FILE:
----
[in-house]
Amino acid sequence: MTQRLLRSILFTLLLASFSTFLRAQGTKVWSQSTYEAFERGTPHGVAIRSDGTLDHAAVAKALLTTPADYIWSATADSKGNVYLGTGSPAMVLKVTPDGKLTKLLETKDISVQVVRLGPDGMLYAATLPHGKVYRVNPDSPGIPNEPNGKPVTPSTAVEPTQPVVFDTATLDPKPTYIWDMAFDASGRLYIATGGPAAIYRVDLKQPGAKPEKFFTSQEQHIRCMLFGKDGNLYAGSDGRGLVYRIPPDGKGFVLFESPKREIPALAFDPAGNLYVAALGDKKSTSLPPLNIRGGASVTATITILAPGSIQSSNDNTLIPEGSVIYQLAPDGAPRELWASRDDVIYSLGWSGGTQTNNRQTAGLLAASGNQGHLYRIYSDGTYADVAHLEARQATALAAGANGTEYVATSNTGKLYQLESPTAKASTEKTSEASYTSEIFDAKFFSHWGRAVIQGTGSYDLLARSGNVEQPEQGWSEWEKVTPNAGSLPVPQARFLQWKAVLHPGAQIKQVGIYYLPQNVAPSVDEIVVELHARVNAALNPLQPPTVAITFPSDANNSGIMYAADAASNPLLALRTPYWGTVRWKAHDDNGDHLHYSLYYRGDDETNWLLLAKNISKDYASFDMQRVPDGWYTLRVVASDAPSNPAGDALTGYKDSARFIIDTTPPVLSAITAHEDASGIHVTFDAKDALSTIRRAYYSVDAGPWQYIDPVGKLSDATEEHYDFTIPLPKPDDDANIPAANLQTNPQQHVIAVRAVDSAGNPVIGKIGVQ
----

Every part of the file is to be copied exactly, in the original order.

[in-house]
Amino acid sequence: MTQRLLRSILFTLLLASFSTFLRAQGTKVWSQSTYEAFERGTPHGVAIRSDGTLDHAAVAKALLTTPADYIWSATADSKGNVYLGTGSPAMVLKVTPDGKLTKLLETKDISVQVVRLGPDGMLYAATLPHGKVYRVNPDSPGIPNEPNGKPVTPSTAVEPTQPVVFDTATLDPKPTYIWDMAFDASGRLYIATGGPAAIYRVDLKQPGAKPEKFFTSQEQHIRCMLFGKDGNLYAGSDGRGLVYRIPPDGKGFVLFESPKREIPALAFDPAGNLYVAALGDKKSTSLPPLNIRGGASVTATITILAPGSIQSSNDNTLIPEGSVIYQLAPDGAPRELWASRDDVIYSLGWSGGTQTNNRQTAGLLAASGNQGHLYRIYSDGTYADVAHLEARQATALAAGANGTEYVATSNTGKLYQLESPTAKASTEKTSEASYTSEIFDAKFFSHWGRAVIQGTGSYDLLARSGNVEQPEQGWSEWEKVTPNAGSLPVPQARFLQWKAVLHPGAQIKQVGIYYLPQNVAPSVDEIVVELHARVNAALNPLQPPTVAITFPSDANNSGIMYAADAASNPLLALRTPYWGTVRWKAHDDNGDHLHYSLYYRGDDETNWLLLAKNISKDYASFDMQRVPDGWYTLRVVASDAPSNPAGDALTGYKDSARFIIDTTPPVLSAITAHEDASGIHVTFDAKDALSTIRRAYYSVDAGPWQYIDPVGKLSDATEEHYDFTIPLPKPDDDANIPAANLQTNPQQHVIAVRAVDSAGNPVIGKIGVQ